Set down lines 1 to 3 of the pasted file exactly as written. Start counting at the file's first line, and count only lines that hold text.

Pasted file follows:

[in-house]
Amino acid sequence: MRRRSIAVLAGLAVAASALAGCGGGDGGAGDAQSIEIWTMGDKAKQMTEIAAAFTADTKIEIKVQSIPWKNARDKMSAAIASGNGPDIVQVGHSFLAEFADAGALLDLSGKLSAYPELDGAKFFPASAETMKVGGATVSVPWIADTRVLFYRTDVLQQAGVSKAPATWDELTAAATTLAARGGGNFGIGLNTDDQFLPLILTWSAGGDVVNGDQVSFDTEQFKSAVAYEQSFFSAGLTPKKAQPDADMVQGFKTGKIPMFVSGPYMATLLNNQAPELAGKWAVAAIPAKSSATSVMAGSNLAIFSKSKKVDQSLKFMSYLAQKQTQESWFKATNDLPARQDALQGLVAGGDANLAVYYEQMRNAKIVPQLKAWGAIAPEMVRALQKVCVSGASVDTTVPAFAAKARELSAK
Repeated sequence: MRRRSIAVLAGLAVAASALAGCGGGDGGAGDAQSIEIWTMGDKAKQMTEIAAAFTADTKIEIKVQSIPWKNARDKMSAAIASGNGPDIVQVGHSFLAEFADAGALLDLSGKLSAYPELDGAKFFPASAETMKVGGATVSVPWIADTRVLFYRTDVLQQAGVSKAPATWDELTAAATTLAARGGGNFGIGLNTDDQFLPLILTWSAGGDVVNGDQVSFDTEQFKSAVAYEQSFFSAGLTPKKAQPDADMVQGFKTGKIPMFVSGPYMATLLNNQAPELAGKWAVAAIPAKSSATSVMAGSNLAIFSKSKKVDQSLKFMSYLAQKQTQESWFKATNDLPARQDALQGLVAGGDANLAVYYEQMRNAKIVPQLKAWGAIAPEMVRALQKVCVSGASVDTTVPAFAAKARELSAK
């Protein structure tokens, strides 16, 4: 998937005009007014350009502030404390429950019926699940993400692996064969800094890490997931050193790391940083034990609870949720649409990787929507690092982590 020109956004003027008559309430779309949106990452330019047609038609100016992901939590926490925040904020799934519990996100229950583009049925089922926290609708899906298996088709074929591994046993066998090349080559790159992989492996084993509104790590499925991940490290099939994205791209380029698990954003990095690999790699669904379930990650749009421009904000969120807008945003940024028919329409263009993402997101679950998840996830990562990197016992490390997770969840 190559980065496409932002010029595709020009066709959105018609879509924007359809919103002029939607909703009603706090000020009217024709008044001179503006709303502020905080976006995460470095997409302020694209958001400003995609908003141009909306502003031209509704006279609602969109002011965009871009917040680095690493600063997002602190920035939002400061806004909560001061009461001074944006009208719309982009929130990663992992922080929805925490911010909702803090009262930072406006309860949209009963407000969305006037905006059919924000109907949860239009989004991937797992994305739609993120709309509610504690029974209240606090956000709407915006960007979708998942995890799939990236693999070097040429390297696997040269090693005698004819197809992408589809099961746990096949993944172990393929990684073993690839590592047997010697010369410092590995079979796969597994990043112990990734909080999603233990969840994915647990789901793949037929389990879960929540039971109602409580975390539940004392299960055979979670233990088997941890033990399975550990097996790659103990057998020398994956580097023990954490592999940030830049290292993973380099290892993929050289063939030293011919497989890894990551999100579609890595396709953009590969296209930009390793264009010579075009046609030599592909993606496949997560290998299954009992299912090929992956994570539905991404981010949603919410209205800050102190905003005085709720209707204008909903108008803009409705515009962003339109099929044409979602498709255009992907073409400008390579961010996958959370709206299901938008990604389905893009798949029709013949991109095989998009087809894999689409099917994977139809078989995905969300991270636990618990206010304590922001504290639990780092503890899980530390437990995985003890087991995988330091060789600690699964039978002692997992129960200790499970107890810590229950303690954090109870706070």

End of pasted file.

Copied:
[in-house]
Amino acid sequence: MRRRSIAVLAGLAVAASALAGCGGGDGGAGDAQSIEIWTMGDKAKQMTEIAAAFTADTKIEIKVQSIPWKNARDKMSAAIASGNGPDIVQVGHSFLAEFADAGALLDLSGKLSAYPELDGAKFFPASAETMKVGGATVSVPWIADTRVLFYRTDVLQQAGVSKAPATWDELTAAATTLAARGGGNFGIGLNTDDQFLPLILTWSAGGDVVNGDQVSFDTEQFKSAVAYEQSFFSAGLTPKKAQPDADMVQGFKTGKIPMFVSGPYMATLLNNQAPELAGKWAVAAIPAKSSATSVMAGSNLAIFSKSKKVDQSLKFMSYLAQKQTQESWFKATNDLPARQDALQGLVAGGDANLAVYYEQMRNAKIVPQLKAWGAIAPEMVRALQKVCVSGASVDTTVPAFAAKARELSAK
Repeated sequence: MRRRSIAVLAGLAVAASALAGCGGGDGGAGDAQSIEIWTMGDKAKQMTEIAAAFTADTKIEIKVQSIPWKNARDKMSAAIASGNGPDIVQVGHSFLAEFADAGALLDLSGKLSAYPELDGAKFFPASAETMKVGGATVSVPWIADTRVLFYRTDVLQQAGVSKAPATWDELTAAATTLAARGGGNFGIGLNTDDQFLPLILTWSAGGDVVNGDQVSFDTEQFKSAVAYEQSFFSAGLTPKKAQPDADMVQGFKTGKIPMFVSGPYMATLLNNQAPELAGKWAVAAIPAKSSATSVMAGSNLAIFSKSKKVDQSLKFMSYLAQKQTQESWFKATNDLPARQDALQGLVAGGDANLAVYYEQMRNAKIVPQLKAWGAIAPEMVRALQKVCVSGASVDTTVPAFAAKARELSAK